Learning to Read and Write in Two—or More—Languages

Early Childhood

Helping your child learn to speak, read, and write in two or more languages is a wonderful gift that all families can give.* And it’s a gift that often leads to better cognitive skills and academic success on top of the benefits of bilingualism itself. Many common family activities—such as looking at magazines with your preschool-aged child, writing grocery lists, texting grandma, singing songs, and baking cookies—can promote early literacy. Regardless of the language used during these interactions, children are learning the essential skills that will unlock the mystery of print and open the world of reading and writing. In addition, because these activities are taking place in the home with the most important people in your child’s life, they set up life-long values and positive attitudes toward reading that will motivate future learning.

For families who speak a language other than English, the most important message I have to share is to recognize the power of your home language, your culturally based practices, and your close relationships to foster in your children a life-long love of reading. For example, if your family enjoys gathering to tell stories about your home country and ancestors, be sure to include your children (even 3- and 4-year-olds) so they can contribute to the conversation, ask questions, and share impressions. Through these traditions of storytelling and perhaps even singing songs together, your children are learning oral language skills (like listening to and understanding stories and speaking in complex sentences), which are necessary for future reading comprehension.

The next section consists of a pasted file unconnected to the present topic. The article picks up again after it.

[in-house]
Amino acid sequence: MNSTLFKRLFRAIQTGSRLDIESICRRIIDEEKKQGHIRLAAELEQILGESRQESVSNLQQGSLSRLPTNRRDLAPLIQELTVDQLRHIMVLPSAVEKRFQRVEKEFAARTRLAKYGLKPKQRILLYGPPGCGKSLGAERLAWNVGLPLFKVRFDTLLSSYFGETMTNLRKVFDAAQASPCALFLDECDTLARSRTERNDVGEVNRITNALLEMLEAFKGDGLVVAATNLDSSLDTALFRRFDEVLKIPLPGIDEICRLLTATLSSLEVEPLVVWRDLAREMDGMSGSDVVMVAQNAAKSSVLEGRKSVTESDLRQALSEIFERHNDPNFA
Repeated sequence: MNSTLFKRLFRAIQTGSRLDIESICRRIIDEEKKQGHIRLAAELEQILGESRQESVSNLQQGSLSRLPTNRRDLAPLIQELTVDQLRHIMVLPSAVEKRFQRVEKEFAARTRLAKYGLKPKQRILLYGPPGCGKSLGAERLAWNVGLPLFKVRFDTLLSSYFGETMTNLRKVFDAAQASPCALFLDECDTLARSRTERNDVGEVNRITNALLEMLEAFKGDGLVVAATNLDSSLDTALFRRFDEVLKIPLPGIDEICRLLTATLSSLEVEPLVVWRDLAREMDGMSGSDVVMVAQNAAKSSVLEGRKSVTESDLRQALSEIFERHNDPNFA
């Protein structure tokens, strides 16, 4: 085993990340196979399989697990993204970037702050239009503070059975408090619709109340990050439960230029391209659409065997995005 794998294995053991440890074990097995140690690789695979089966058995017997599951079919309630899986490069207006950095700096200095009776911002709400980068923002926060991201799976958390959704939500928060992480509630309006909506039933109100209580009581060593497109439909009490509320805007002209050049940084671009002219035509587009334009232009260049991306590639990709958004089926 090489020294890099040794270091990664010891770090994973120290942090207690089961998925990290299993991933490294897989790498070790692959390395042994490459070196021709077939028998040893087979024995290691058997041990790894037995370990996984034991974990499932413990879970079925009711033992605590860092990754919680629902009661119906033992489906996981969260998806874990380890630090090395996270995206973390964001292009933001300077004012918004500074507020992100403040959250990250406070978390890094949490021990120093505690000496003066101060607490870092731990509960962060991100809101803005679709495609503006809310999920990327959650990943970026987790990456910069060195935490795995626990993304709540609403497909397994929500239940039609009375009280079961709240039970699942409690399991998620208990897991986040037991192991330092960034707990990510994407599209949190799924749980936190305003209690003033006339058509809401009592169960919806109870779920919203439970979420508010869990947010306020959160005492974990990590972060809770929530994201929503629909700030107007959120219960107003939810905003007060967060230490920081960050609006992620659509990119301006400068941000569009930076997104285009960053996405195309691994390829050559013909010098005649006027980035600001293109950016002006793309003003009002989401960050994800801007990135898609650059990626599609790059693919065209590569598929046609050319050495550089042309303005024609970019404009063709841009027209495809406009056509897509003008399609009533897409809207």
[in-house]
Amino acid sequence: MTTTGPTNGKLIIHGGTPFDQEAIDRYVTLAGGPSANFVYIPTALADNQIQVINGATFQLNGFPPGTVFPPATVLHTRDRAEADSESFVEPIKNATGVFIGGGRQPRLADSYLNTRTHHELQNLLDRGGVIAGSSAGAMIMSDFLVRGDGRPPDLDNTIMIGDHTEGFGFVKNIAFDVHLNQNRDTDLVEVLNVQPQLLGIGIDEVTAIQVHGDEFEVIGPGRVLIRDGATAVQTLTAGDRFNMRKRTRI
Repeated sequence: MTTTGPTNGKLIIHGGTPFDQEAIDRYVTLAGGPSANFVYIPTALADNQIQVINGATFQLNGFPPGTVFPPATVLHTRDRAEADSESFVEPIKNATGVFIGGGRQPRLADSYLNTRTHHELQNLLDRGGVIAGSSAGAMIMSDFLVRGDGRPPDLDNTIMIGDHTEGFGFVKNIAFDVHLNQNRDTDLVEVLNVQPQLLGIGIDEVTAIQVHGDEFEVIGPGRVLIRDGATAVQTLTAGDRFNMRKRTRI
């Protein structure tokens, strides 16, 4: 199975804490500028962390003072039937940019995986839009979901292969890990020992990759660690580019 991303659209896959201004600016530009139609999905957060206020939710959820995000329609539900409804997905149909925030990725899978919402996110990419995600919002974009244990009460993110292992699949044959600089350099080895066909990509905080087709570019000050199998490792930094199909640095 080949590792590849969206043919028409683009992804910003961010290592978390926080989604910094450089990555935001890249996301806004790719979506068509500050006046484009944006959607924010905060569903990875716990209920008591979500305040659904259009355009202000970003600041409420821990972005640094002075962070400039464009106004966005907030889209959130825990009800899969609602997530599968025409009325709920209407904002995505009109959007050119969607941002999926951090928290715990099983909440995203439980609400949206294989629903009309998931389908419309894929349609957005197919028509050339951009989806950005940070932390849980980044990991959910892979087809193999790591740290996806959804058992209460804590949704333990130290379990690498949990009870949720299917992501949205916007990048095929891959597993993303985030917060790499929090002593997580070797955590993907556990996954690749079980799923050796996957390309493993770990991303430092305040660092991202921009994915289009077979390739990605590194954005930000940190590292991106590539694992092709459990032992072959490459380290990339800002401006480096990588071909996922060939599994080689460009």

Dual Language Learners: children, ages birth to five, who acquire two or more languages simultaneously and learn a second language while continuing to develop their first language.

One key to developing children’s oral language skills is to help increase their vocabulary. The more words your child learns, the more stories and conversations they will understand—and the better they will be able to express themselves. Most 4-year-old children have a vocabulary of around 1,000-1,500 words. By the time they go to kindergarten, children typically know more than 2,000 words and can speak in complete sentences. Extensive research has shown that most dual language learners (DLLs) know fewer words in each of their languages than their monolingual peers, but when you combine both languages, their vocabulary size is comparable. For example, DLLs who speak a language other than English at home and have been learning English in a preschool setting may know some common words in their home language, like breakfast, bedroom, and window, and other words in English (the language of schooling), like pencil, playground, and journal. And, it’s common for DLLs to mix languages—beginning a sentence in one language, then switching to another.